Mon, Jul 9th, 2018
James Bilson is Coordinator of YMCA’s STEP programme in Cobh, Co.Cork. James works with young people aged 17-25, from disadvantaged backgrounds, who have no second-level education, are unemployed or are early school leavers. In this post, James charts YMCA’s experiences as he brings us through the six steps of their successful Erasmus+ Youth Exchange.
In 2015 I attended an Erasmus+ youth worker training in Cyprus, during which we were encouraged to ‘network’. This is a term open to many interpretations, but on this occasion I happened to meet with Hildur, a youth worker with UIA in Eastern Iceland. We got talking about our young people and the types of work we do and the notion of arranging a youth exchange between our two organisations was born. Fast forward through some lengthy Skype calls and the obligatory application forms and a little under six months later, the f:IRE and ICE youth exchange was ‘on’.
“f:IRE & ICE”: not just another name for Iceland itself but for the broad objectives of the Youth Exchange: (Fun, Fitness, Further yourself and your Future plans): IREland and ICEland.
Research consistently shows the value of active and healthy lifestyles for both physical and mental well being. On the other hand, our young people consistently report being inactive (by their own admission!) and experience significant mental health challenges.
Taking the concept of ‘wilderness’ camps, we created a physically active, week-long schedule to make the most of the unique surroundings of Iceland, but also included digital media training and personal development (through reflections, yoga, art and drama, meeting new people and experiencing a new culture).
It was something of a steep learning curve for us all! We had to:
By the time we departed Dublin it felt like an achievement already! And in some respects it was. Some of the young people had never flown before, others had not spent more than a night away from their parents and several had a history of anxiety and substance misuse. To get these guys up and away from it all, feeling confident and positive, was an achievement.
The week we spent in Egilstaddir was truly memorable. Iceland in late August is quite mild, very green and has about 20 hours of daylight. We hiked to waterfalls, mountains and rivers; up to the snow line; out into the wilderness. We stayed in a traditional Icelandic home and one or two of the night owls even saw some early season Northern Lights.
As a trip this was a lot, but alongside this something else was happening. New friendships were made, cultural experiences took place, confidence and happiness blossomed and (a brief tummy bug in the group aside), there was non-stop fun and craic, and all of it self-made in the middle of nowhere, and without computer games or alcohol or drugs.
Our STEP participant, Evan, described the Iceland experience in the following way: “I wasn’t really sure what to expect at first as I’ve never been away from home on my own before and I wasn’t sure how I’d adapt to Icelandic culture but now looking back, it was the best experience of my life. I made friends for life, I came right out of my comfort zone and learned so much about myself on a personal level. As the week went on you could feel the bond between the Irish and the Icelandic groups getting closer and closer. It was a bit emotional to leave and say goodbye given that one week ago we were all strangers to each other and now we’re all really close friends.”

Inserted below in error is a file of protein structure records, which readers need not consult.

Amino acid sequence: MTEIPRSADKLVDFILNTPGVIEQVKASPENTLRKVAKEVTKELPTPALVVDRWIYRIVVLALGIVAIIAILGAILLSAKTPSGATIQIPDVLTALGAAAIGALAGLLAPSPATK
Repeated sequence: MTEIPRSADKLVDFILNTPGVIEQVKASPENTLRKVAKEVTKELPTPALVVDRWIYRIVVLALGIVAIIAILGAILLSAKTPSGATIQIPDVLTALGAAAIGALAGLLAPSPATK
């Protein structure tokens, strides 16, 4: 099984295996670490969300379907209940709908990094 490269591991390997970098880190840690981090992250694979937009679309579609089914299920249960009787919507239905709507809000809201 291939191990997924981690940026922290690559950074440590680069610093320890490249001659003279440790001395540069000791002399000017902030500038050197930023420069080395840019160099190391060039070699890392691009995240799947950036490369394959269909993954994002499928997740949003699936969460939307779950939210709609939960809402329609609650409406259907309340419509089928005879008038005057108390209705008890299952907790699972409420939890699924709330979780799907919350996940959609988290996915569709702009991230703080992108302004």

Nine months later the Icelanders came to Ireland to rekindle the ‘f:IRE’. An activity-packed week spent in Kerry and Cobh included hikes, mountain walks, paddle boarding and kayaking, sports and the challenge of organising a Viking-clap Flash-mob in Killarney!
The week also featured a personal journey ‘storytelling workshop’ from Narrative4, a photographic exhibition in Cobh’s Sirius Arts Centre and a visit from the Nationwide cameras that resulted in a feature earlier this year:
Evan shares that “It was amazing to see them all again here in Cork, and they were so excited to see Ireland and learn about our culture which was great. We did some culture nights and went on some scenic trips and continued learning about both our countries and cultures. It was amazing all round”.
Several months after the exchange it is fair to say that there was a lot of learning for us as a staff:
But the final word belongs to the young people themselves, and eloquently put by Evan:
“I gained so much confidence from this trip. Since I did it I feel I can talk to people a lot easier than before. Since then I’ve gone on to college and studied Early Years Special Needs and achieved my qualification. Currently (and ironically!) I have a job in Iceland (the food store) so something is telling me that the word ‘Iceland’ is never leaving me, and the whole experience certainly never will either.”
Over the two years we have developed a great friendship as well as a working relationship with Hildur, Gunnar and all at UIA. This, plus the fact that Iceland has a fantastic record of tackling youth alcohol use and abuse by using sports and activities, is the reason we will be working with them again. Whether this involves another Youth Exchange or some other form of collaboration remains to be seen but there is so much we have already learned and so much more we can learn from working together. We are also looking at the world of opportunities that Erasmus+ has provided and we are learning more about sustainable and mutually beneficial partnerships and connections and it is fair to say that we are excited by the possibilities and whatever comes next.
All images courtesy of James Bilson, Cobh YMCA. Article republished with kind permission from James Bilson: view the full and original blog at http://ireland2iceland.blogspot.com/2016/.
We welcome contributions to ‘Insights’ at firstname.lastname@example.org.